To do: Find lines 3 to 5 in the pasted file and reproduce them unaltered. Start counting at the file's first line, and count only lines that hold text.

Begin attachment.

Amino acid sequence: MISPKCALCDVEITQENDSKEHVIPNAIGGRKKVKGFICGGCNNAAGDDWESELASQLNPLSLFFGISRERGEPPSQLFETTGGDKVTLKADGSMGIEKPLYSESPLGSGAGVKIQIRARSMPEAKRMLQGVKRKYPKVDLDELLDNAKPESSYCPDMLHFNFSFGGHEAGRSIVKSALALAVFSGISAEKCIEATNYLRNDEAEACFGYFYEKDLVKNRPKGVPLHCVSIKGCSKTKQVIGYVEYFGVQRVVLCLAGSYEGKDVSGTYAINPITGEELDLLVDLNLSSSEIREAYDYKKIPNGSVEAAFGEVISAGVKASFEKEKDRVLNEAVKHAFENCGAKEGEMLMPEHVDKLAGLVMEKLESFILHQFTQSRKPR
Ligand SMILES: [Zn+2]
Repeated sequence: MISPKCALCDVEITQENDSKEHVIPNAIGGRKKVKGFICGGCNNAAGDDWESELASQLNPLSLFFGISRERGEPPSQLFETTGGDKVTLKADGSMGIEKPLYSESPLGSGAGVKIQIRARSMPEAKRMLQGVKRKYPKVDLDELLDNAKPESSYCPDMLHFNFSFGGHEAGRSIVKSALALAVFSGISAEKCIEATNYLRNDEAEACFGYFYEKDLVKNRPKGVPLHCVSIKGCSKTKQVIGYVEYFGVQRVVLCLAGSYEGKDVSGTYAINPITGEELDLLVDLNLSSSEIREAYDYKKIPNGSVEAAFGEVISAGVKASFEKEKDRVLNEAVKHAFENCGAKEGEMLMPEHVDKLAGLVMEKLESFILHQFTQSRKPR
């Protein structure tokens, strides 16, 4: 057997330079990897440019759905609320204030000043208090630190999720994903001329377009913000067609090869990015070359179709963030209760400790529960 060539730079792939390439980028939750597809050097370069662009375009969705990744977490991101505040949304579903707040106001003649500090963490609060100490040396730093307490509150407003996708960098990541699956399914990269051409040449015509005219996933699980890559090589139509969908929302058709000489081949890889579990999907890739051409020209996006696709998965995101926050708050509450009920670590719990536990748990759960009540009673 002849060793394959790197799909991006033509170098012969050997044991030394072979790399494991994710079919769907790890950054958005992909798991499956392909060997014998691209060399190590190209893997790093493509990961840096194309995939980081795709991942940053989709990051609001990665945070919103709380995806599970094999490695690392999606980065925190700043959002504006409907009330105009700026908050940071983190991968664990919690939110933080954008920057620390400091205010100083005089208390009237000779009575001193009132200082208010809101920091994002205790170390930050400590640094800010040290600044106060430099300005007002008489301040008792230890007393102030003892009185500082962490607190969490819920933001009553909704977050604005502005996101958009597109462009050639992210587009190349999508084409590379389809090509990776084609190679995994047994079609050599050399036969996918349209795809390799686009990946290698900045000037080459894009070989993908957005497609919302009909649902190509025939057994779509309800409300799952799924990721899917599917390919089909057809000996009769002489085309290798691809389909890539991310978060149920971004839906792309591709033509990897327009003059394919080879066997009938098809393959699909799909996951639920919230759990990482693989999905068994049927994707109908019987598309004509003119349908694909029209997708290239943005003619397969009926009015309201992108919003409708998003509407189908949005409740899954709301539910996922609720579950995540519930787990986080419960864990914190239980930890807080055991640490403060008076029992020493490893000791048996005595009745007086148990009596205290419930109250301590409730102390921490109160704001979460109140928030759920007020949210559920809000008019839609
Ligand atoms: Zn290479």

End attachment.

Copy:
Repeated sequence: MISPKCALCDVEITQENDSKEHVIPNAIGGRKKVKGFICGGCNNAAGDDWESELASQLNPLSLFFGISRERGEPPSQLFETTGGDKVTLKADGSMGIEKPLYSESPLGSGAGVKIQIRARSMPEAKRMLQGVKRKYPKVDLDELLDNAKPESSYCPDMLHFNFSFGGHEAGRSIVKSALALAVFSGISAEKCIEATNYLRNDEAEACFGYFYEKDLVKNRPKGVPLHCVSIKGCSKTKQVIGYVEYFGVQRVVLCLAGSYEGKDVSGTYAINPITGEELDLLVDLNLSSSEIREAYDYKKIPNGSVEAAFGEVISAGVKASFEKEKDRVLNEAVKHAFENCGAKEGEMLMPEHVDKLAGLVMEKLESFILHQFTQSRKPR
């Protein structure tokens, strides 16, 4: 057997330079990897440019759905609320204030000043208090630190999720994903001329377009913000067609090869990015070359179709963030209760400790529960 060539730079792939390439980028939750597809050097370069662009375009969705990744977490991101505040949304579903707040106001003649500090963490609060100490040396730093307490509150407003996708960098990541699956399914990269051409040449015509005219996933699980890559090589139509969908929302058709000489081949890889579990999907890739051409020209996006696709998965995101926050708050509450009920670590719990536990748990759960009540009673 002849060793394959790197799909991006033509170098012969050997044991030394072979790399494991994710079919769907790890950054958005992909798991499956392909060997014998691209060399190590190209893997790093493509990961840096194309995939980081795709991942940053989709990051609001990665945070919103709380995806599970094999490695690392999606980065925190700043959002504006409907009330105009700026908050940071983190991968664990919690939110933080954008920057620390400091205010100083005089208390009237000779009575001193009132200082208010809101920091994002205790170390930050400590640094800010040290600044106060430099300005007002008489301040008792230890007393102030003892009185500082962490607190969490819920933001009553909704977050604005502005996101958009597109462009050639992210587009190349999508084409590379389809090509990776084609190679995994047994079609050599050399036969996918349209795809390799686009990946290698900045000037080459894009070989993908957005497609919302009909649902190509025939057994779509309800409300799952799924990721899917599917390919089909057809000996009769002489085309290798691809389909890539991310978060149920971004839906792309591709033509990897327009003059394919080879066997009938098809393959699909799909996951639920919230759990990482693989999905068994049927994707109908019987598309004509003119349908694909029209997708290239943005003619397969009926009015309201992108919003409708998003509407189908949005409740899954709301539910996922609720579950995540519930787990986080419960864990914190239980930890807080055991640490403060008076029992020493490893000791048996005595009745007086148990009596205290419930109250301590409730102390921490109160704001979460109140928030759920007020949210559920809000008019839609
Ligand atoms: Zn290479």